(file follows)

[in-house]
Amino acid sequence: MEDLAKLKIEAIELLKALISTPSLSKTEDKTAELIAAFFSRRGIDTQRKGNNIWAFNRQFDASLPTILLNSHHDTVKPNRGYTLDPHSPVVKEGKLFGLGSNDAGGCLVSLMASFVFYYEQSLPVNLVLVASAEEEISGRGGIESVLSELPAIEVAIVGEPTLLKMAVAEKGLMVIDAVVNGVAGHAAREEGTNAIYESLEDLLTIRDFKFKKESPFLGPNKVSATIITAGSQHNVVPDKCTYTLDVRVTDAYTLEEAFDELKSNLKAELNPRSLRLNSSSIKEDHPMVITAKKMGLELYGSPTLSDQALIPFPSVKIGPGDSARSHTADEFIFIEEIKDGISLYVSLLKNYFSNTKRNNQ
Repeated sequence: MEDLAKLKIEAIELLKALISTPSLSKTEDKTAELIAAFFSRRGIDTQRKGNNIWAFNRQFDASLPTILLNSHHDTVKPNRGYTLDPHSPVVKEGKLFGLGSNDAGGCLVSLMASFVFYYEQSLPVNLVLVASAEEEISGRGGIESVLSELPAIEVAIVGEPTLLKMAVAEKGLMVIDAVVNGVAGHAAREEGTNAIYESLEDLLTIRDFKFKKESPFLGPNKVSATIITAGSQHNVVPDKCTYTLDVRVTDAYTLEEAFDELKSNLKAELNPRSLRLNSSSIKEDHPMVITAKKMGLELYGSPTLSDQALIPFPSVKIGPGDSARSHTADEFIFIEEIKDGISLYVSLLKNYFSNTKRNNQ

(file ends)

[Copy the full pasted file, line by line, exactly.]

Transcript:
[in-house]
Amino acid sequence: MEDLAKLKIEAIELLKALISTPSLSKTEDKTAELIAAFFSRRGIDTQRKGNNIWAFNRQFDASLPTILLNSHHDTVKPNRGYTLDPHSPVVKEGKLFGLGSNDAGGCLVSLMASFVFYYEQSLPVNLVLVASAEEEISGRGGIESVLSELPAIEVAIVGEPTLLKMAVAEKGLMVIDAVVNGVAGHAAREEGTNAIYESLEDLLTIRDFKFKKESPFLGPNKVSATIITAGSQHNVVPDKCTYTLDVRVTDAYTLEEAFDELKSNLKAELNPRSLRLNSSSIKEDHPMVITAKKMGLELYGSPTLSDQALIPFPSVKIGPGDSARSHTADEFIFIEEIKDGISLYVSLLKNYFSNTKRNNQ
Repeated sequence: MEDLAKLKIEAIELLKALISTPSLSKTEDKTAELIAAFFSRRGIDTQRKGNNIWAFNRQFDASLPTILLNSHHDTVKPNRGYTLDPHSPVVKEGKLFGLGSNDAGGCLVSLMASFVFYYEQSLPVNLVLVASAEEEISGRGGIESVLSELPAIEVAIVGEPTLLKMAVAEKGLMVIDAVVNGVAGHAAREEGTNAIYESLEDLLTIRDFKFKKESPFLGPNKVSATIITAGSQHNVVPDKCTYTLDVRVTDAYTLEEAFDELKSNLKAELNPRSLRLNSSSIKEDHPMVITAKKMGLELYGSPTLSDQALIPFPSVKIGPGDSARSHTADEFIFIEEIKDGISLYVSLLKNYFSNTKRNNQ